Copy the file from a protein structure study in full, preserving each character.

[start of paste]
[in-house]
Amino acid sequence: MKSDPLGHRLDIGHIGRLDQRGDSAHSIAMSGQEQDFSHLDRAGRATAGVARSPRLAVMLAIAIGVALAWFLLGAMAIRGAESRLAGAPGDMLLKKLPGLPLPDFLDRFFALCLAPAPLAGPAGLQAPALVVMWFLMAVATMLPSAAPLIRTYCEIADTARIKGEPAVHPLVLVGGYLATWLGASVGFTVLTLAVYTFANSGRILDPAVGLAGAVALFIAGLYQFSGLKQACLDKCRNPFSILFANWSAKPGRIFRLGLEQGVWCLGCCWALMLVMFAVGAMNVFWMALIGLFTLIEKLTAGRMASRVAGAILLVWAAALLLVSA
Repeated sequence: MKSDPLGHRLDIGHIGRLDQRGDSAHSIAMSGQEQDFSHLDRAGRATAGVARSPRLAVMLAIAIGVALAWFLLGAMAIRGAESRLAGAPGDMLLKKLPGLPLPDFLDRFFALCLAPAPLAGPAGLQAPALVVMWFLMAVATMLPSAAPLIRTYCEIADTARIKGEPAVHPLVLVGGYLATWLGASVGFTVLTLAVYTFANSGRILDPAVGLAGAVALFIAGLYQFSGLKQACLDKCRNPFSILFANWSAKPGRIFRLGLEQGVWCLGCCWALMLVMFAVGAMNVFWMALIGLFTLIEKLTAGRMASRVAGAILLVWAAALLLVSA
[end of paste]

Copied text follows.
[in-house]
Amino acid sequence: MKSDPLGHRLDIGHIGRLDQRGDSAHSIAMSGQEQDFSHLDRAGRATAGVARSPRLAVMLAIAIGVALAWFLLGAMAIRGAESRLAGAPGDMLLKKLPGLPLPDFLDRFFALCLAPAPLAGPAGLQAPALVVMWFLMAVATMLPSAAPLIRTYCEIADTARIKGEPAVHPLVLVGGYLATWLGASVGFTVLTLAVYTFANSGRILDPAVGLAGAVALFIAGLYQFSGLKQACLDKCRNPFSILFANWSAKPGRIFRLGLEQGVWCLGCCWALMLVMFAVGAMNVFWMALIGLFTLIEKLTAGRMASRVAGAILLVWAAALLLVSA
Repeated sequence: MKSDPLGHRLDIGHIGRLDQRGDSAHSIAMSGQEQDFSHLDRAGRATAGVARSPRLAVMLAIAIGVALAWFLLGAMAIRGAESRLAGAPGDMLLKKLPGLPLPDFLDRFFALCLAPAPLAGPAGLQAPALVVMWFLMAVATMLPSAAPLIRTYCEIADTARIKGEPAVHPLVLVGGYLATWLGASVGFTVLTLAVYTFANSGRILDPAVGLAGAVALFIAGLYQFSGLKQACLDKCRNPFSILFANWSAKPGRIFRLGLEQGVWCLGCCWALMLVMFAVGAMNVFWMALIGLFTLIEKLTAGRMASRVAGAILLVWAAALLLVSA